plagiarism and its effect on acceptance

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Wizard of Oz

I was caught for plagiarism.

This is perhaps the most revealing word of the post. :rolleyes:

I wouldn't report it. That's just my view. If you learned from the experience, move on.

Don't worry about honesty or integrity as it relates to your application at this stage. You will redefine these terms many times in your career.
 

GeekDoc

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I would say that this is a very difficult situation. The problem is the stigma associated with plagarism (aka cheating). I know that you may not see it as cheating ("It was complete negligence"), but in the eyes of your future peers as well as admissions officers, it is.

Assuming that you are a competitive applicant, with a solid MCAT and decent GPA, the "academic dishonesty" that is on your permenant record draws all the hardwork you've put in since your sophomore year into question. Many people will readily assume that if you cheated/plagarized once, you probably did again, but were more clever about not getting caught. Based on this, I would venture that the admissions officers would rather choose one of the thousands of other applicants without plagiarism noted on their record, rather than one who has it.

Rather than focus on questioning your chances on an anonymous forum, apply and pray for the best (but expect the worst). Its a crummy situation to be in, but "academic dishonesty" is a big no no to have on an application.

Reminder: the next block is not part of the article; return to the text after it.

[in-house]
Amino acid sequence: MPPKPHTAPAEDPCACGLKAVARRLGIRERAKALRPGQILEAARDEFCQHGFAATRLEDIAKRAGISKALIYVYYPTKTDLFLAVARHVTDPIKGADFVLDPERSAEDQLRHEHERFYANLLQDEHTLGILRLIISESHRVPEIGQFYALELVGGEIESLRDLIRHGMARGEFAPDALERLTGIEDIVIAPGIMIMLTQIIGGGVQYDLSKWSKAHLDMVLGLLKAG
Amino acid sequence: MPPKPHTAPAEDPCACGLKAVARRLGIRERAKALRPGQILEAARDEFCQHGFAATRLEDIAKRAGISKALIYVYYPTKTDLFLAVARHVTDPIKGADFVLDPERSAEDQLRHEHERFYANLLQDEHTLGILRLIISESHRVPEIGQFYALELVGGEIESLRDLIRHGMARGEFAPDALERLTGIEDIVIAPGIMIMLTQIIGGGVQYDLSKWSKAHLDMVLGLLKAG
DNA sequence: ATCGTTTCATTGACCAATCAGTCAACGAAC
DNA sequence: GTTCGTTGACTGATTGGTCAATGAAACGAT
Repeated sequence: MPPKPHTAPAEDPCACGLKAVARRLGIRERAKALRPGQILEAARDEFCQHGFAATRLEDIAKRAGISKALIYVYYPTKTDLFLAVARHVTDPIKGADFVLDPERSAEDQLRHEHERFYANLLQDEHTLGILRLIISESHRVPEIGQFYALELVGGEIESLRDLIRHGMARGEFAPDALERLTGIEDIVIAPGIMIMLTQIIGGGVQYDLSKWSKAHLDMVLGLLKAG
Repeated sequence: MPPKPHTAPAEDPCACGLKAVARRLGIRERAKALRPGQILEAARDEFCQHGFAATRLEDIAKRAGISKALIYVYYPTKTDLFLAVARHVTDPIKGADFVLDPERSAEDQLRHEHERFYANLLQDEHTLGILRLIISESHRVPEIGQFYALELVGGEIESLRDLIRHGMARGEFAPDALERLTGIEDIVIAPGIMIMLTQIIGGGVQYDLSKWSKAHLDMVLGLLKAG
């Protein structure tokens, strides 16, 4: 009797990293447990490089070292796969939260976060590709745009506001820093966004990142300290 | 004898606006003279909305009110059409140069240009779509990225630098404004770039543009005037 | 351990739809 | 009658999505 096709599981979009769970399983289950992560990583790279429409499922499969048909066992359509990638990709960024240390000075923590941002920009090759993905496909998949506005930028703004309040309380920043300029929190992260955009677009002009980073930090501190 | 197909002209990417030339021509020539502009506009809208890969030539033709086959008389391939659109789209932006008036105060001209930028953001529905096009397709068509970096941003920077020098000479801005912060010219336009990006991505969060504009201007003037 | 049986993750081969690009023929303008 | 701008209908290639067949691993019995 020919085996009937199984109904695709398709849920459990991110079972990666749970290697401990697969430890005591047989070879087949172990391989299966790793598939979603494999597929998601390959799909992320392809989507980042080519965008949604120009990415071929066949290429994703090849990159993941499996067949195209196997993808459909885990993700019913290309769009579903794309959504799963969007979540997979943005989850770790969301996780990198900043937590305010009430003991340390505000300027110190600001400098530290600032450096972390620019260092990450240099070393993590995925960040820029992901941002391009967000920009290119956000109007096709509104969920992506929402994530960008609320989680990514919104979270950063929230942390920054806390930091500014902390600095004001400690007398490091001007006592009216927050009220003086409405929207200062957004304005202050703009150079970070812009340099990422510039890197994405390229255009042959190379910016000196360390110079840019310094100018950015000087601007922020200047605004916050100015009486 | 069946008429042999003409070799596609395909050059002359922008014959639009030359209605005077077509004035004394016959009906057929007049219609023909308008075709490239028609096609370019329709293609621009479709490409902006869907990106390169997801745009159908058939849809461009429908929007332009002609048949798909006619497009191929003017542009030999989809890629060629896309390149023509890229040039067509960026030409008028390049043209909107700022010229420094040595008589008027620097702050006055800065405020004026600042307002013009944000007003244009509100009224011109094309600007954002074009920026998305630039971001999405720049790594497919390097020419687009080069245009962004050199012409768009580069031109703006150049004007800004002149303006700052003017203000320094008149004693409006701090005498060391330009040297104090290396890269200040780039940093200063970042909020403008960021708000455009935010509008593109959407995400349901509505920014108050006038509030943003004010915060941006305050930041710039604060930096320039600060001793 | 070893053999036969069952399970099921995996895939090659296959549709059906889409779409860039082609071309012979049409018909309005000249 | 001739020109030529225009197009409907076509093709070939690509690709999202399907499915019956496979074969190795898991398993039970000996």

If its not on your record - than its up to the standards you hold yourself to when it comes to reporting it.
 
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OncoCaP

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So about 5 years ago (sophomore year) I was caught for plagiarism. It was complete negligence on my part for not correctly citing and paraphrasing ideas and concepts in my essay. I was a dumb sophomore at the time, who pulled an all nighter to finish the essay. Some sentences werent paraphrased correctly and I did forget to include foot notes, when in fact they were required. (although i did have a "references" page)

...

At one point after graduation, I was told that my disciplinary action file had been destroyed. So, I was debating on not even divulging this information on my med school apps. ...

Will this have any affect on my medical school applications? Has anyone been in my shoes and has successfully been accepted to medical school? What have some of you done in my situation? Should i even consider not including this in my appilcation? (after all my file has been destroyed.. it still doesnt make any sense to me why they would destroy someone's file)

Any additional advice or insight would be greatly appreciated. Thanks again!

Here is my personal opinion (as a fellow pre-med who just got in for 2007):
I would skip the excuses from now on; they create a more negative impression than the actual issue in my opinion. If you want to be ethical, report it as required and move right along (the other option is to cheat again). Yes, it will hurt your chances. Will it prevent you from getting in somewhere? Perhaps, but that's not my impression; time is on your side in this case. There are reports of people getting in with drunk driving and criminal records (I'm not trivializing the difficulty -- it's a red flag!). Be sure to apply far & wide and to have a sensible backup plan (graduate school, etc.). You may need to go Caribbean. This situation will be good practice for when you make a medical error and debate whether or not to own up to it.